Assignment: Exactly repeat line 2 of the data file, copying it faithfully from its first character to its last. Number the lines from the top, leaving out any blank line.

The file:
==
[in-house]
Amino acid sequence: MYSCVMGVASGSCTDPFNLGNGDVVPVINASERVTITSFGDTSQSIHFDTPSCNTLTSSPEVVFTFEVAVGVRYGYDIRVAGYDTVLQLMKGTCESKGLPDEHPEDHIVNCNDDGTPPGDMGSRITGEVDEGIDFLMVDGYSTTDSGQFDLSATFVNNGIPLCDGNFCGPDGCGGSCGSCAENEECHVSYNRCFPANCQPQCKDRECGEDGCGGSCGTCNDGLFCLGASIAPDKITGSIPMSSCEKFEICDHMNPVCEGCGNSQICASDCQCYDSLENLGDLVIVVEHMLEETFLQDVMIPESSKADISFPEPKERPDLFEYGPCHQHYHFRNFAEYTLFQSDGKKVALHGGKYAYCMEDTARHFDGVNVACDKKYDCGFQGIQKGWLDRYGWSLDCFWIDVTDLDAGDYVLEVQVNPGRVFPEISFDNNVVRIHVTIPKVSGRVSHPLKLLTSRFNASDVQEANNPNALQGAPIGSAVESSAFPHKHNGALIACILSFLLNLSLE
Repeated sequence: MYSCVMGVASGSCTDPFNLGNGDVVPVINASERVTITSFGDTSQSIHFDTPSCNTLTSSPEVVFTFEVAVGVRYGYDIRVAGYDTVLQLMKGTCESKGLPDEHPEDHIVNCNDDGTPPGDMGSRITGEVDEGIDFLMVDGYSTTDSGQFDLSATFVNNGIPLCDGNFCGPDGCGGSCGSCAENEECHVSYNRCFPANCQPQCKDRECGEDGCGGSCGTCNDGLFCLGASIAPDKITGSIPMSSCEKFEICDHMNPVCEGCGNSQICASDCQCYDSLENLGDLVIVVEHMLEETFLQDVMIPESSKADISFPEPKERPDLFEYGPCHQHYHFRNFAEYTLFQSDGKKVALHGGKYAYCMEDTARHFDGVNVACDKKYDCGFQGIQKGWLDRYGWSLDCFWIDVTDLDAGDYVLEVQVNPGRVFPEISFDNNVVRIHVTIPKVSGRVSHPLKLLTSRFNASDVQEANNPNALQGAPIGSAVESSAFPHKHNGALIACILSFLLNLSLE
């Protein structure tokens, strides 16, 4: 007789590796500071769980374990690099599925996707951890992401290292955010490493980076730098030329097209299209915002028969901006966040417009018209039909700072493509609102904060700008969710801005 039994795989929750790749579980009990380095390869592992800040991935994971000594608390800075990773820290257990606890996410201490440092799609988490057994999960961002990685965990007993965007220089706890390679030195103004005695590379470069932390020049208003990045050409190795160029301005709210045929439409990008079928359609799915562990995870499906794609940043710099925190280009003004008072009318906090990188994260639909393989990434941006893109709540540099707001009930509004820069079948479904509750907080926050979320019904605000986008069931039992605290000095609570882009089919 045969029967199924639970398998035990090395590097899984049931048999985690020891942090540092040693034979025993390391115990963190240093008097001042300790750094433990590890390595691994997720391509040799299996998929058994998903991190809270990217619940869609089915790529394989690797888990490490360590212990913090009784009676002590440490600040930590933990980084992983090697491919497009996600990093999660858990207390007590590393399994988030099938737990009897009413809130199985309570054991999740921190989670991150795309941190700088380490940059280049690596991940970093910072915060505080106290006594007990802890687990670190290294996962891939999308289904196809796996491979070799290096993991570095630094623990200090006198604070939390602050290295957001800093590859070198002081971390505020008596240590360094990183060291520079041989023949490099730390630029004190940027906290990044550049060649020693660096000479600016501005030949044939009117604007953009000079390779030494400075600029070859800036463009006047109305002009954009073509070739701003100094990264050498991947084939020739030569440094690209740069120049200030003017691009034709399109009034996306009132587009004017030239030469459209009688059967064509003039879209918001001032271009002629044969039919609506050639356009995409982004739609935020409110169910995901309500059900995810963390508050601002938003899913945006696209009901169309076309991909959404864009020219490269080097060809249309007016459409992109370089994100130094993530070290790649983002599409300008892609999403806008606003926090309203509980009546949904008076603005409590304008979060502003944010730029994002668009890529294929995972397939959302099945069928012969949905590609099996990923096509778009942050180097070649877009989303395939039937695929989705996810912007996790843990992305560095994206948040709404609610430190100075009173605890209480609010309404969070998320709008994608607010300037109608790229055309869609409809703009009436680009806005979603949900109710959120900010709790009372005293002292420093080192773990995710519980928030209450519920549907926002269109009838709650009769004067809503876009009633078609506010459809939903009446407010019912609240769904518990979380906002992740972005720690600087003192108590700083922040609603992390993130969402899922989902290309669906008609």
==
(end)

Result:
Amino acid sequence: MYSCVMGVASGSCTDPFNLGNGDVVPVINASERVTITSFGDTSQSIHFDTPSCNTLTSSPEVVFTFEVAVGVRYGYDIRVAGYDTVLQLMKGTCESKGLPDEHPEDHIVNCNDDGTPPGDMGSRITGEVDEGIDFLMVDGYSTTDSGQFDLSATFVNNGIPLCDGNFCGPDGCGGSCGSCAENEECHVSYNRCFPANCQPQCKDRECGEDGCGGSCGTCNDGLFCLGASIAPDKITGSIPMSSCEKFEICDHMNPVCEGCGNSQICASDCQCYDSLENLGDLVIVVEHMLEETFLQDVMIPESSKADISFPEPKERPDLFEYGPCHQHYHFRNFAEYTLFQSDGKKVALHGGKYAYCMEDTARHFDGVNVACDKKYDCGFQGIQKGWLDRYGWSLDCFWIDVTDLDAGDYVLEVQVNPGRVFPEISFDNNVVRIHVTIPKVSGRVSHPLKLLTSRFNASDVQEANNPNALQGAPIGSAVESSAFPHKHNGALIACILSFLLNLSLE